Reminder: It’s Okay To Do Less
We are entering the time of year when we re-post old (sometimes very old) posts. This subject seems relevant as we approach summer (and in the midst of COVID, when doing more can be tough anyway).
Colleges look for students with something unique, a specific talent, skill, or interest to add to their next class. Students who drill down on an interest or two early on in high school will be better positioned to tell a clear, focused story in their applications. By doing so, they hand the reader of their file exactly what they are looking for—they make it easy to see the value you will add on campus.
This might mean doing a lot of exploration early in high school and this is okay. However, don’t be afraid to find something you like, drill down on it, and not do too much else extracurricularly. You don’t want a resume that reads like a laundry list anyway.
Here’s what a few top colleges have to say on the subject via Niche:
- “You [should] demonstrate a deep commitment to and genuine appreciation for what you spend your time doing. The joy you take in the pursuits that really matter to you – rather than a resume padded with a long list of activities – will strengthen your candidacy.” –Yale’s advice on Activities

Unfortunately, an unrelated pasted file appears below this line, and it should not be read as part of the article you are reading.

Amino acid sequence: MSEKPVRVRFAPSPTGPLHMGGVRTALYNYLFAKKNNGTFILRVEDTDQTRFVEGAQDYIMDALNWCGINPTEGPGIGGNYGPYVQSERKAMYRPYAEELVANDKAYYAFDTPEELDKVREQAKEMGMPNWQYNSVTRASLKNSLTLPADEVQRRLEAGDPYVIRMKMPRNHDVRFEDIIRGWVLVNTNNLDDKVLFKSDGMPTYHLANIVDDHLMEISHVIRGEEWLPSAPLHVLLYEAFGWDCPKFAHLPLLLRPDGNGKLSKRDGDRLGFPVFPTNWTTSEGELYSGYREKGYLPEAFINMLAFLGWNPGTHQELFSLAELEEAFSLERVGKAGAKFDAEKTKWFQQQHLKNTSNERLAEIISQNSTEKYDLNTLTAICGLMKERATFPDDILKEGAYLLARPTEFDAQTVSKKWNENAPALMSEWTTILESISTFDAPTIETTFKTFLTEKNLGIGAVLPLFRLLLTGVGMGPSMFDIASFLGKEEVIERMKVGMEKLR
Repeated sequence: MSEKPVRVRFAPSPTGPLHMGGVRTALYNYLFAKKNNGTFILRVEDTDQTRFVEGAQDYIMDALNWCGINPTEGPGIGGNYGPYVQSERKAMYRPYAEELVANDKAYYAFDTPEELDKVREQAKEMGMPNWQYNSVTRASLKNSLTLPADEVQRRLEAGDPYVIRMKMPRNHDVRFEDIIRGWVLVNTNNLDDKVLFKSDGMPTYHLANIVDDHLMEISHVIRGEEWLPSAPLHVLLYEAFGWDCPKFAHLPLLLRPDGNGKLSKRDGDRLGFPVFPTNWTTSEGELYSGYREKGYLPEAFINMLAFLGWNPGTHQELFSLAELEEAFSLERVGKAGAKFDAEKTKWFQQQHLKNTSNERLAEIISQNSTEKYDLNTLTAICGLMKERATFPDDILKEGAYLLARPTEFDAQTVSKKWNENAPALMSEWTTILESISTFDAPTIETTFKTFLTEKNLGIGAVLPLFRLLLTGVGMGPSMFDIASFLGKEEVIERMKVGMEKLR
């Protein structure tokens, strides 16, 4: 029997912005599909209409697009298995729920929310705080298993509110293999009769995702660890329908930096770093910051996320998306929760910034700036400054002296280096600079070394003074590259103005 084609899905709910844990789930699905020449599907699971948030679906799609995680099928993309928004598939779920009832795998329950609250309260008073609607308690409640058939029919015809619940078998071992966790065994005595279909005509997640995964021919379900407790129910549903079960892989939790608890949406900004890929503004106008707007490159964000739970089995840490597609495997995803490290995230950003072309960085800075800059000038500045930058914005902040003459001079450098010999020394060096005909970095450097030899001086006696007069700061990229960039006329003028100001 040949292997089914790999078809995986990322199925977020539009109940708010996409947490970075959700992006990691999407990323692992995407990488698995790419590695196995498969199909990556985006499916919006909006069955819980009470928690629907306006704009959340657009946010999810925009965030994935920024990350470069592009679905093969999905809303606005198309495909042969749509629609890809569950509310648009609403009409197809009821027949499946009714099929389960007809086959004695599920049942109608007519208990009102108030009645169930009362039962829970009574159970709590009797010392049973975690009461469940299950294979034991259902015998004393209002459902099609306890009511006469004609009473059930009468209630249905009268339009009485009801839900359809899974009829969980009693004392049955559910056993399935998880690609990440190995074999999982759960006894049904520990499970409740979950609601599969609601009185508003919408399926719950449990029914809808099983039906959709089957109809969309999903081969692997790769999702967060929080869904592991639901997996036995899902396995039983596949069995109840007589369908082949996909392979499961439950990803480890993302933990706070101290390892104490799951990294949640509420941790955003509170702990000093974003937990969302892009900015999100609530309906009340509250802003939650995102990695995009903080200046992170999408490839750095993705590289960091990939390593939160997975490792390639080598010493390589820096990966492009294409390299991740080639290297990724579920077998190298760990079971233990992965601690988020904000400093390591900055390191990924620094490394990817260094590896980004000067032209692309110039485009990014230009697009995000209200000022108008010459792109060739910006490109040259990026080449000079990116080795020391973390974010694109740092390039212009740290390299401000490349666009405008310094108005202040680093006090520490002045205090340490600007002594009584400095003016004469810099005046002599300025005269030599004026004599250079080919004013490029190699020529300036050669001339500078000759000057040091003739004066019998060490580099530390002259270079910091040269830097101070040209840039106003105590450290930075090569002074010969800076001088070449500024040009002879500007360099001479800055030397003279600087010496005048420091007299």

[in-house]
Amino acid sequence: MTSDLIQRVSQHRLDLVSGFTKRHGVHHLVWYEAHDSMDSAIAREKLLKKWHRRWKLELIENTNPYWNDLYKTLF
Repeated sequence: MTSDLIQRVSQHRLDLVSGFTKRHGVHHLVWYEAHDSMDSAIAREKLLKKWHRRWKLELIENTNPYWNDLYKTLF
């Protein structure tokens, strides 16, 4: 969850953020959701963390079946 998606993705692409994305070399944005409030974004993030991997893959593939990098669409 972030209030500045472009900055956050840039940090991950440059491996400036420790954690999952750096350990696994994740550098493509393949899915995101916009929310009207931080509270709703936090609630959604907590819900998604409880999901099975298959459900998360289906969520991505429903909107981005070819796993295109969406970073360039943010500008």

- “When we evaluate an applicant’s activity list, we’re not looking for a specific number of involvements or even specific types. We are much more interested in seeing an applicant follow their passions and show dedication over time to a few specific involvements rather than spreading themselves too thin.” –USC Admissions Blog
- “We are looking for students who will contribute their talents, interests, perspectives, and distinct voices to our community… We are more interested in your focus on a few activities over time (such as work, care for parents and siblings, service, or athletics), rather than membership in a long list of clubs—although we understand that some students can balance an assortment of activities.” –Swarthmore College, “What We Look for in a Swattie”
- “You’re joining a team. And because we’re recruiting a team of people who will work together, we want a variety of strengths and talents that, together, will form a whole that is greater than the sum of its parts. So, not every talented student needs to be talented in the same way.” – UNC-Chapel Hill, “Who We Want”
The question I ask a lot when thinking about activities: How much can you meaningfully contribute to more than a few activities? Narrowing down your interests and corresponding activities can provide the time and space needed to engage more meaningfully and at a higher level in the one or two things you love the most. It’s a bonus if these activities relate to your potential college major, or support it in some way!
Remember, colleges seek to build a well-rounded class comprised of students with unique talents and skills, not a class full of generalists.
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